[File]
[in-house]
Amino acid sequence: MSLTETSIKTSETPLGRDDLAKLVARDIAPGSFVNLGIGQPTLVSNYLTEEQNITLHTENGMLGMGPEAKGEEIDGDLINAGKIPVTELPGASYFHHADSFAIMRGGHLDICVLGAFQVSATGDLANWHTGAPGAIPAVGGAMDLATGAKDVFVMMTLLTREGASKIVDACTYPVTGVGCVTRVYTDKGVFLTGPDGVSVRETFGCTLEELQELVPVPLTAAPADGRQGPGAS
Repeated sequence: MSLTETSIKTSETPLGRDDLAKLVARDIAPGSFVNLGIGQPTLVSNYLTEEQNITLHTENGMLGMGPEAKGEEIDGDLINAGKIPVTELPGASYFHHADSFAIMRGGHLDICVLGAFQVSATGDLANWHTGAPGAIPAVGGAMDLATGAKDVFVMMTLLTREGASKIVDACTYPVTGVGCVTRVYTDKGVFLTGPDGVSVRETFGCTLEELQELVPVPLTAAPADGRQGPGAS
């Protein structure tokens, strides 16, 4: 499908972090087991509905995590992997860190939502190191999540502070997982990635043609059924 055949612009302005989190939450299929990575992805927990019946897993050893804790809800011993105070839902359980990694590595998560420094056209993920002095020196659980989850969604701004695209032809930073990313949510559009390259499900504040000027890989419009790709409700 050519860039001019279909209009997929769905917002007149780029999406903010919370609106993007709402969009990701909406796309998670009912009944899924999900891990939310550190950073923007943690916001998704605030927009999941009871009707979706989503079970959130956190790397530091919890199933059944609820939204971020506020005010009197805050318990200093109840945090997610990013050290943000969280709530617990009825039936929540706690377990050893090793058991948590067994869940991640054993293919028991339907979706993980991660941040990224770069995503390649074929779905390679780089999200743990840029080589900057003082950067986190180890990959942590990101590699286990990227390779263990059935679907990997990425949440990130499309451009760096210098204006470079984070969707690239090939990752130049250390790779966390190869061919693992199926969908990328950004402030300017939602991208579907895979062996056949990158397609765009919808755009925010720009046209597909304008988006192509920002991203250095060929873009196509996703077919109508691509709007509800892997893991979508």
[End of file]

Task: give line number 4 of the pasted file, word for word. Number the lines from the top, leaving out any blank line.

């Protein structure tokens, strides 16, 4: 499908972090087991509905995590992997860190939502190191999540502070997982990635043609059924 055949612009302005989190939450299929990575992805927990019946897993050893804790809800011993105070839902359980990694590595998560420094056209993920002095020196659980989850969604701004695209032809930073990313949510559009390259499900504040000027890989419009790709409700 050519860039001019279909209009997929769905917002007149780029999406903010919370609106993007709402969009990701909406796309998670009912009944899924999900891990939310550190950073923007943690916001998704605030927009999941009871009707979706989503079970959130956190790397530091919890199933059944609820939204971020506020005010009197805050318990200093109840945090997610990013050290943000969280709530617990009825039936929540706690377990050893090793058991948590067994869940991640054993293919028991339907979706993980991660941040990224770069995503390649074929779905390679780089999200743990840029080589900057003082950067986190180890990959942590990101590699286990990227390779263990059935679907990997990425949440990130499309451009760096210098204006470079984070969707690239090939990752130049250390790779966390190869061919693992199926969908990328950004402030300017939602991208579907895979062996056949990158397609765009919808755009925010720009046209597909304008988006192509920002991203250095060929873009196509996703077919109508691509709007509800892997893991979508």